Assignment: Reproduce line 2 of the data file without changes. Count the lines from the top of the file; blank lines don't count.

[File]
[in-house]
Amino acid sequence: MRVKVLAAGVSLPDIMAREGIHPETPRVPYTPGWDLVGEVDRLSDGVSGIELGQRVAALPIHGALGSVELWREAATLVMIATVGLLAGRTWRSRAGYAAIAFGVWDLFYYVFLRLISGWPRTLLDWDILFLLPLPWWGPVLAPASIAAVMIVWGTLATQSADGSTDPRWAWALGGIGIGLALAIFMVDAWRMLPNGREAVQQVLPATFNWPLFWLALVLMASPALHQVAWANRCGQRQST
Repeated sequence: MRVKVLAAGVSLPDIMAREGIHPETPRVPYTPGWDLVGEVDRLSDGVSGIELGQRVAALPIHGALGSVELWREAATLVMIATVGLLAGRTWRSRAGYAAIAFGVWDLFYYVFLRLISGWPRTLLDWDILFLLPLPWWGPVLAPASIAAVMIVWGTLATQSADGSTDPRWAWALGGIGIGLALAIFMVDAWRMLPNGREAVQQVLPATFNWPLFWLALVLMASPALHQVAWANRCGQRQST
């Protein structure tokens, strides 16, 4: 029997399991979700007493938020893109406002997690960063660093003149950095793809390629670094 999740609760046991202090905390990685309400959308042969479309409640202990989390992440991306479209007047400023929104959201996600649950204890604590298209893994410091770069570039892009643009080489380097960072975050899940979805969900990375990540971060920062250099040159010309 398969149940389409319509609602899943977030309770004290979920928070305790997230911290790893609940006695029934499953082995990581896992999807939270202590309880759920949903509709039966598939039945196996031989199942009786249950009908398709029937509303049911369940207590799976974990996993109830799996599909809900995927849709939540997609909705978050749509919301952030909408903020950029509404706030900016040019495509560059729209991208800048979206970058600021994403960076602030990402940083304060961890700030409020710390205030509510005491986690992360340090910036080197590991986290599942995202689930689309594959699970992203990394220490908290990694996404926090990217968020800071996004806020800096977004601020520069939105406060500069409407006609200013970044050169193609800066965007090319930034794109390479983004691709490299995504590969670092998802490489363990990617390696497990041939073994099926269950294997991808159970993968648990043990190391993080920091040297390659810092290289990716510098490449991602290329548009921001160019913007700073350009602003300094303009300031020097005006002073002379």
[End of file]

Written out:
Amino acid sequence: MRVKVLAAGVSLPDIMAREGIHPETPRVPYTPGWDLVGEVDRLSDGVSGIELGQRVAALPIHGALGSVELWREAATLVMIATVGLLAGRTWRSRAGYAAIAFGVWDLFYYVFLRLISGWPRTLLDWDILFLLPLPWWGPVLAPASIAAVMIVWGTLATQSADGSTDPRWAWALGGIGIGLALAIFMVDAWRMLPNGREAVQQVLPATFNWPLFWLALVLMASPALHQVAWANRCGQRQST